Wall St. Watering Hole

MTWall St. Bar may be slick, but it is a surprisingly cozy spot for a drink.
Wall St. Bar, as the name might suggest, is positioning itself as a place for stock traders and the like to unwind after a hard day working the markets. While Moscow may not have a long-standing tradition of such bars, this is a very traditional bar. The color scheme features predominantly dark grays and black, with historical black-and-white photos on the walls and leather-clad furniture. Overall, it resembles a well-to-do, upmarket pub with a slick finish.

But unlike fancy pubs, Wall St. Bar steers clear of draft beer, with just a modest selection of three bottled brews: Corona, Budweiser and Newcastle Brown Ale (all 200 rubles for 330 milliliters). It does, however, have an excellent selection of whiskey -- some 32 varieties (not including the American options), with 40 milliliters ranging in price from 200 rubles up to 2,200 rubles for Macallan 25-year-old. The renowned mixologist Sergei Gevorkyan takes credit for the cocktails, which start from about 350 rubles, although a kir royal will set you back 1,200 rubles. Wine by the glass starts from 500 rubles.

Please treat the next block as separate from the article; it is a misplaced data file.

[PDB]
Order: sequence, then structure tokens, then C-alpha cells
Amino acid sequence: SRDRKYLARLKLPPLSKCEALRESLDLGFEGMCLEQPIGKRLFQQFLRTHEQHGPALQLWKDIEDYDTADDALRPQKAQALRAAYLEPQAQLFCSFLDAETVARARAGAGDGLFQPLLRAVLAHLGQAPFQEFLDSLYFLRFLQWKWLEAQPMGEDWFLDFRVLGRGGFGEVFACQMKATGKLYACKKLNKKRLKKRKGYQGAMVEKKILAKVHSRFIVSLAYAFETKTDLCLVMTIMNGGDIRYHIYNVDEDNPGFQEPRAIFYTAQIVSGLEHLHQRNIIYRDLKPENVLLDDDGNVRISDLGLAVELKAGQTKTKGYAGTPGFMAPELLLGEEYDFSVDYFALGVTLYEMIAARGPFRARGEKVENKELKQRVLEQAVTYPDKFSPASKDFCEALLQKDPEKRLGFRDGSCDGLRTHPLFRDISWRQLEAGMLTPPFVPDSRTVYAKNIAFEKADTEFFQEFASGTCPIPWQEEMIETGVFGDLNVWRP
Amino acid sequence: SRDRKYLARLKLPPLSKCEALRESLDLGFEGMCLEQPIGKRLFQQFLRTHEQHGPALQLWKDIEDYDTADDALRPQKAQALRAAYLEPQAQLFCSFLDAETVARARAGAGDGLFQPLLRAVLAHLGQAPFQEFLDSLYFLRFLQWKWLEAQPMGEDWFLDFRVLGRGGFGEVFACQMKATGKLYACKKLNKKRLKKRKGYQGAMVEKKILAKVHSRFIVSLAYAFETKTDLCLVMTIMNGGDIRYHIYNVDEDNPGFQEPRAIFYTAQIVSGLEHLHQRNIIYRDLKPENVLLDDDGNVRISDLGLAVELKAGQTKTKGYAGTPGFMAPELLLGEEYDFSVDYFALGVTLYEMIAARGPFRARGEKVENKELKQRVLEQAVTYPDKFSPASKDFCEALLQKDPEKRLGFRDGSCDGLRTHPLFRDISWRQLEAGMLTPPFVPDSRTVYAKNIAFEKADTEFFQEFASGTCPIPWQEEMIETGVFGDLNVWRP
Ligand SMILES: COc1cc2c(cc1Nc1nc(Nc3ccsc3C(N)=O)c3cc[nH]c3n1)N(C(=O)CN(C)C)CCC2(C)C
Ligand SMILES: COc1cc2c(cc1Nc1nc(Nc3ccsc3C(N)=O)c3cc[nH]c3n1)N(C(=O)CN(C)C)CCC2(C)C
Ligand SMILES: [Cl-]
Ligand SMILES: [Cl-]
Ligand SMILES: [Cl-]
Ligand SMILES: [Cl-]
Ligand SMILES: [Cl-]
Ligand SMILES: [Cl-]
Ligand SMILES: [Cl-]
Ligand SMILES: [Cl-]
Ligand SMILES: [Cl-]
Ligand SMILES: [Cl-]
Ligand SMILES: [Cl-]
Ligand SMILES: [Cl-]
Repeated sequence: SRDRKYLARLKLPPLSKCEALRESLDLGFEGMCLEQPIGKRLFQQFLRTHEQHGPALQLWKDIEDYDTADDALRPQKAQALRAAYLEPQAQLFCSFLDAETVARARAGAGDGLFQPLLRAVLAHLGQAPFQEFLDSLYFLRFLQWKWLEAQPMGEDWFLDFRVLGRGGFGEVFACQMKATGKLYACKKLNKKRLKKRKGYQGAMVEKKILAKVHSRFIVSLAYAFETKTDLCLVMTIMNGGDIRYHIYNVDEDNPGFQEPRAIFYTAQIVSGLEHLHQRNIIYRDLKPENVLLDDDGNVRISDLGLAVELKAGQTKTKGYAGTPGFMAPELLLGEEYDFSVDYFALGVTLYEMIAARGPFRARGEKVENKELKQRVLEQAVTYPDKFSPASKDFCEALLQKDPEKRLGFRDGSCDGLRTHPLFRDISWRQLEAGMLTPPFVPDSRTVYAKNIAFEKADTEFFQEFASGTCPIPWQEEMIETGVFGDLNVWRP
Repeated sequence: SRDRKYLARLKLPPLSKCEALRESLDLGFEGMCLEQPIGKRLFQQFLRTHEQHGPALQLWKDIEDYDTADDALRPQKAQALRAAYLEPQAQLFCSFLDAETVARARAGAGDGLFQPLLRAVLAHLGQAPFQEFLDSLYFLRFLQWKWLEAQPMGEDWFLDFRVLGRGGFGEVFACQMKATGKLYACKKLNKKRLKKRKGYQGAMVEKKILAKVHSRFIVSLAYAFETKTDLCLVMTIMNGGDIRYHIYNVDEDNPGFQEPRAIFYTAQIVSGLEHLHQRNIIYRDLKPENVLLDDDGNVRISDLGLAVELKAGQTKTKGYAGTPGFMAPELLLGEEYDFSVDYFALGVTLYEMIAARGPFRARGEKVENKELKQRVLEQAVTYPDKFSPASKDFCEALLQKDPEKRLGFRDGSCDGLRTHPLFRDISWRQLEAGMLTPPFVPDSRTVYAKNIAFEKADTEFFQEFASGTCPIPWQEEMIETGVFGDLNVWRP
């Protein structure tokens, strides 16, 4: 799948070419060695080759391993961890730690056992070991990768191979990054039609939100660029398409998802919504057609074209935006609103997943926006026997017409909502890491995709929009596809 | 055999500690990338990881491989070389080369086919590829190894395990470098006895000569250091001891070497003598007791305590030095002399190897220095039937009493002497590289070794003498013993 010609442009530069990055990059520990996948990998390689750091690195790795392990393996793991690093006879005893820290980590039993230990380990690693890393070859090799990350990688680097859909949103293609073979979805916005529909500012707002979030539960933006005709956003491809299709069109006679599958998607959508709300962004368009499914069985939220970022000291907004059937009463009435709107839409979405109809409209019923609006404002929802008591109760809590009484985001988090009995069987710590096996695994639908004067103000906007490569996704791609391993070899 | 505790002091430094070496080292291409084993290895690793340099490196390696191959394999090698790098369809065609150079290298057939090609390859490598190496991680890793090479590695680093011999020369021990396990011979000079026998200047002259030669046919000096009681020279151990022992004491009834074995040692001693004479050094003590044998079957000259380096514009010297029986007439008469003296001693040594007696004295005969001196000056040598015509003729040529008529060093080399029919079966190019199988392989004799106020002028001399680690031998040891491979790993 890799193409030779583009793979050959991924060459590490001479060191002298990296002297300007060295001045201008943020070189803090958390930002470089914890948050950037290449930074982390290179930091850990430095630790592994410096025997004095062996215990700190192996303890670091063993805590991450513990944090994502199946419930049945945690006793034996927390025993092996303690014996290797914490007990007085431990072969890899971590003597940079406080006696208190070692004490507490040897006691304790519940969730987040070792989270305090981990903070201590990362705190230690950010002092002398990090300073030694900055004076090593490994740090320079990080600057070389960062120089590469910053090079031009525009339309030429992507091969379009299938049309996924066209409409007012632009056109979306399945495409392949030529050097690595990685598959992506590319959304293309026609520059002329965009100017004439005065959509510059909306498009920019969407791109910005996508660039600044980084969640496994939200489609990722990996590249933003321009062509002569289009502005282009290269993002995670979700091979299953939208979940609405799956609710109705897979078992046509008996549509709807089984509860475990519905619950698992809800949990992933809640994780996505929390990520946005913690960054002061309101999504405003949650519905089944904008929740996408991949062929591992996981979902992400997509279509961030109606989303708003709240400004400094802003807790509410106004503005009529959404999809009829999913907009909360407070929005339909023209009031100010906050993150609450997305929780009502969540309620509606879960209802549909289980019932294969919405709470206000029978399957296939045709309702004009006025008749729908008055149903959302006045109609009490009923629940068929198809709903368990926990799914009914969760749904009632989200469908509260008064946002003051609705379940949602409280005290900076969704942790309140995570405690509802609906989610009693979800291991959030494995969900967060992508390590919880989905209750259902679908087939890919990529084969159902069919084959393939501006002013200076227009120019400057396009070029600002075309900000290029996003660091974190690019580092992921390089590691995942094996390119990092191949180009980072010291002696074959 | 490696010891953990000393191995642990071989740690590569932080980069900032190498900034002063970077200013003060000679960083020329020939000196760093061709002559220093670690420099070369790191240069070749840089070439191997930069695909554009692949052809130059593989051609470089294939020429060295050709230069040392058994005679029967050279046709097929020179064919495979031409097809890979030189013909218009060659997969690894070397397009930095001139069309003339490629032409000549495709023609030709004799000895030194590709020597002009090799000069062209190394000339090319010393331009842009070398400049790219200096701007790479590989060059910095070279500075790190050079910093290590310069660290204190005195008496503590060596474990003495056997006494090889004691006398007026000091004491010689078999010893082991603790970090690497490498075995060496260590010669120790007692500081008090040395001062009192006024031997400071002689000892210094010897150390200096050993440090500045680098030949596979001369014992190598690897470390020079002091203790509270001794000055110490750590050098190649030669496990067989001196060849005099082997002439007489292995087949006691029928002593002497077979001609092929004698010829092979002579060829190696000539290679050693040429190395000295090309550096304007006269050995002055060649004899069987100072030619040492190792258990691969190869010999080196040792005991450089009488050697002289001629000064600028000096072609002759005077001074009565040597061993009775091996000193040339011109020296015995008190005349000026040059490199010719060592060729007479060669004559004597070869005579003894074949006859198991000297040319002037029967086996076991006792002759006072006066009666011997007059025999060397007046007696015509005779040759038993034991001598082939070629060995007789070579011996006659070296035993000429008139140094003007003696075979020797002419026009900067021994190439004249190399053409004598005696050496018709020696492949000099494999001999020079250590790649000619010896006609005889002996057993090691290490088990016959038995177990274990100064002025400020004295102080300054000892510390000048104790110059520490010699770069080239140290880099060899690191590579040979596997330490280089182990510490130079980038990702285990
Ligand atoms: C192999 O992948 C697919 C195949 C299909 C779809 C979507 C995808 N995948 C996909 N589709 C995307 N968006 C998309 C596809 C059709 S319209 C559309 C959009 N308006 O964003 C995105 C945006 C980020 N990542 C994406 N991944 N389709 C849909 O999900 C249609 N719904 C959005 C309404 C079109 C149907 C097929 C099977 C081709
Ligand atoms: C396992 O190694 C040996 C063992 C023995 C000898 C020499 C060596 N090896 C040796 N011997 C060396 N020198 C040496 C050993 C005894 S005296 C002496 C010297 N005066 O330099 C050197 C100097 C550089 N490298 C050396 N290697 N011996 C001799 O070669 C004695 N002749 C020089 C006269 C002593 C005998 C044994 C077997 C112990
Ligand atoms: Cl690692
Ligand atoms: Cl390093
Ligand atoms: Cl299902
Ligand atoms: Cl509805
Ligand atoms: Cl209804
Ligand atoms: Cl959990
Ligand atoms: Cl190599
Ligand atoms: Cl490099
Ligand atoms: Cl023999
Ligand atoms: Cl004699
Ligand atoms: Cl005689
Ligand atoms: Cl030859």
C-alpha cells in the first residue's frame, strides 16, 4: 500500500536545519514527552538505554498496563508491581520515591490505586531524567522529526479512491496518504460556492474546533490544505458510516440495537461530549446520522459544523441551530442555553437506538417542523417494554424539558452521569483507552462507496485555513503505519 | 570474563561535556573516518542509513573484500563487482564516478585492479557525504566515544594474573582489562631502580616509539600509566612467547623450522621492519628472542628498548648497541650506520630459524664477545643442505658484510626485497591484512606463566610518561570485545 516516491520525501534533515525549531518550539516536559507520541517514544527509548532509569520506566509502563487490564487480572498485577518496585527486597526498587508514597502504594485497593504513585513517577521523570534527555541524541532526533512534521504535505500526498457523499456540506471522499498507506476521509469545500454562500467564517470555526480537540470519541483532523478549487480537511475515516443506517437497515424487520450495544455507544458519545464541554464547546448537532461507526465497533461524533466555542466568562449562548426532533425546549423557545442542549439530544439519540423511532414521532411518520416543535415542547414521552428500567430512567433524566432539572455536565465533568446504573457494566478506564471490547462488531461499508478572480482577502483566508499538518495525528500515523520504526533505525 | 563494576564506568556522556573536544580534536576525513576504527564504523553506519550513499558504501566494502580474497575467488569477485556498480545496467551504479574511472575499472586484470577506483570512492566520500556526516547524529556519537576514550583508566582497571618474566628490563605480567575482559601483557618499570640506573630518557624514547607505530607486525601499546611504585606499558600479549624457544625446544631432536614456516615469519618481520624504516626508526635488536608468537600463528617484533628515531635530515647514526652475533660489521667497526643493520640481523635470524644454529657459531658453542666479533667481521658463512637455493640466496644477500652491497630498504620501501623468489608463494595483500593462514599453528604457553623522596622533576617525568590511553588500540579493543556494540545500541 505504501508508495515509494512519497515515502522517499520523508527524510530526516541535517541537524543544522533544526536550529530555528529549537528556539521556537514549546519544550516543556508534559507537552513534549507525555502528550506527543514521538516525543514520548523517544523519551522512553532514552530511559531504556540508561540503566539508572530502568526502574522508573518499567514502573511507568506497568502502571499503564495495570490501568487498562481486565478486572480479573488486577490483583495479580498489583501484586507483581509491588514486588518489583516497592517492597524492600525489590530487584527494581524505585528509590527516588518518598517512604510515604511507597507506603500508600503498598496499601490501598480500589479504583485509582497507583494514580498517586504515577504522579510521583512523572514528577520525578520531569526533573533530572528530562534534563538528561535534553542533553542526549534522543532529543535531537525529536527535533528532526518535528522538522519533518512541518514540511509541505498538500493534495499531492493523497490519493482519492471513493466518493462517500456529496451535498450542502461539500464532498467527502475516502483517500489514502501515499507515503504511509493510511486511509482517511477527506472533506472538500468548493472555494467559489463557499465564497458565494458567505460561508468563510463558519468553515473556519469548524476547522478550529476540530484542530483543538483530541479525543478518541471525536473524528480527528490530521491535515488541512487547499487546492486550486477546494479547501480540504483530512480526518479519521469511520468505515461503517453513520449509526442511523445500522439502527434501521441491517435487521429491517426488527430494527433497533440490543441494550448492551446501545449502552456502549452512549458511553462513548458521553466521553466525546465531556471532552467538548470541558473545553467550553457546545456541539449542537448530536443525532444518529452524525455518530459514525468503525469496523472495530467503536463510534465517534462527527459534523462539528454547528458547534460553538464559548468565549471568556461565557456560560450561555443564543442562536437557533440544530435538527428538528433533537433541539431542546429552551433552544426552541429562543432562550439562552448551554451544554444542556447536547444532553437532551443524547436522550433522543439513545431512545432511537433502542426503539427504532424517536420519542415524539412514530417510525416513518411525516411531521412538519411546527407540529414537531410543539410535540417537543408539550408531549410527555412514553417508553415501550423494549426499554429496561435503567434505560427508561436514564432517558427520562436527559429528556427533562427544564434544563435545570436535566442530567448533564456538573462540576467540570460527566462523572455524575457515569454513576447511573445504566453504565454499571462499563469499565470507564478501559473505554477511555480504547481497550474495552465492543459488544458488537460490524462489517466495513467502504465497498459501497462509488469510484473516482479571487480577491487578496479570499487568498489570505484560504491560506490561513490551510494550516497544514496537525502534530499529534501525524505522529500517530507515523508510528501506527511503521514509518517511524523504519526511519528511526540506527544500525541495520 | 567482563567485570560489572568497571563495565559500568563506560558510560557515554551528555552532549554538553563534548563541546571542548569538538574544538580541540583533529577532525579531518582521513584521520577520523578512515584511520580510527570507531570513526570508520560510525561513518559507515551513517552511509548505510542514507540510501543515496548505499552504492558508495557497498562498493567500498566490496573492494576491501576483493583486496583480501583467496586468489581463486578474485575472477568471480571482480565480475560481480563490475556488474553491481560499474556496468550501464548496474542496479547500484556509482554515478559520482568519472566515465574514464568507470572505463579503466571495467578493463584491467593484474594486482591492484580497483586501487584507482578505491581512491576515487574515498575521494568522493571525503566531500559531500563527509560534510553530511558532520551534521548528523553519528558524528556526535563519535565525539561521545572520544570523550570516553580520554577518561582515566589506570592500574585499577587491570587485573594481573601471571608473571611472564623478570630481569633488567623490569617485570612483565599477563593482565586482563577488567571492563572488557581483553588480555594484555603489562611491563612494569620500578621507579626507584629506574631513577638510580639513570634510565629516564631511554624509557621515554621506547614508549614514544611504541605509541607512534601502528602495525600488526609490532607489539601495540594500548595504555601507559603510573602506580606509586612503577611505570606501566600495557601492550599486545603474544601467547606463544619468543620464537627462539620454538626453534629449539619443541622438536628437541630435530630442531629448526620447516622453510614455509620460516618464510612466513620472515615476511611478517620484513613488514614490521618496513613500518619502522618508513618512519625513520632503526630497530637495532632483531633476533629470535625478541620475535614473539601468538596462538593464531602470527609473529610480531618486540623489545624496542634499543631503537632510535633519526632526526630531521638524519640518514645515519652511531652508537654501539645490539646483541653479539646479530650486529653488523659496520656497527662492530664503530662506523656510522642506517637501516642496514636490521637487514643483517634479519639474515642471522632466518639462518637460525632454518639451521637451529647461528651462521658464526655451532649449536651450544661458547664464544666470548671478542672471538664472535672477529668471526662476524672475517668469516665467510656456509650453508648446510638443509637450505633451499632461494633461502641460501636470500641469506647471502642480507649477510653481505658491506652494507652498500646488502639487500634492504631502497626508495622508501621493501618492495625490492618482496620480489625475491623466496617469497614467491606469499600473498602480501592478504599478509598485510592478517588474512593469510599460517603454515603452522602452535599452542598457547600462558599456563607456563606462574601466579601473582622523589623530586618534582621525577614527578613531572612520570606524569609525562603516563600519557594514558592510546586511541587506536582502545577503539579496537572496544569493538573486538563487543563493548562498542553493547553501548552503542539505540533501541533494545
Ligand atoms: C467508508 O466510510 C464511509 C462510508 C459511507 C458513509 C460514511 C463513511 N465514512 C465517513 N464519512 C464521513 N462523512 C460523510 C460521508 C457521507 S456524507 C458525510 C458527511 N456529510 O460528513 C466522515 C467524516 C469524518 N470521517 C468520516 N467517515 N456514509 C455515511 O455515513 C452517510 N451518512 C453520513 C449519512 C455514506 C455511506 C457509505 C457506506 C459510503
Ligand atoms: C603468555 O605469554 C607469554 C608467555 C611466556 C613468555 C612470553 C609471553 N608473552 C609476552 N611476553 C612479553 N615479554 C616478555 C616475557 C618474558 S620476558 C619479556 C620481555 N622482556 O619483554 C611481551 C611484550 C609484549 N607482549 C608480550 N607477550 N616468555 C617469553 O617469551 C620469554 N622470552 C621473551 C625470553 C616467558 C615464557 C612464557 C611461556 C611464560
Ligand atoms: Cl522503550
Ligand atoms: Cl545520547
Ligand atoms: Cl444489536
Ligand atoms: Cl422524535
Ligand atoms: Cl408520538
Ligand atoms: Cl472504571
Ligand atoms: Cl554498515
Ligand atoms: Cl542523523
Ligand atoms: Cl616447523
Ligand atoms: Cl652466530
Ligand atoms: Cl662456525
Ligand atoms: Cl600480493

Foodwise, the menu features plenty of popular favorites. There is beef (390 rubles) and salmon (380 rubles) carpaccio, Caesar salad (chicken -- 380 rubles, tiger prawn -- 430 rubles), Kamchatka crab salad (520 rubles) and a green fresh vegetable salad (240 rubles). Soups include minestrone (290 rubles), seafood bouillon with Kamchatka crab and grilled scallops (470 rubles) and porcini soup with "original" toast from white bread (460 rubles). Mains include rib-eye steak (1,200 ruble), Australian marbled beef steak with asparagus and pepper sauce (1,060 rubles), salmon with ginger, garlic, spinach and green asparagus shoots (620 rubles) and sea bass with puree of celery, saffron and oregano (1,160 rubles).

Wall St. Bar: 9-1 Ul. Volkhonka, 916-5731, noon-last guest, M. Kropotkinskaya.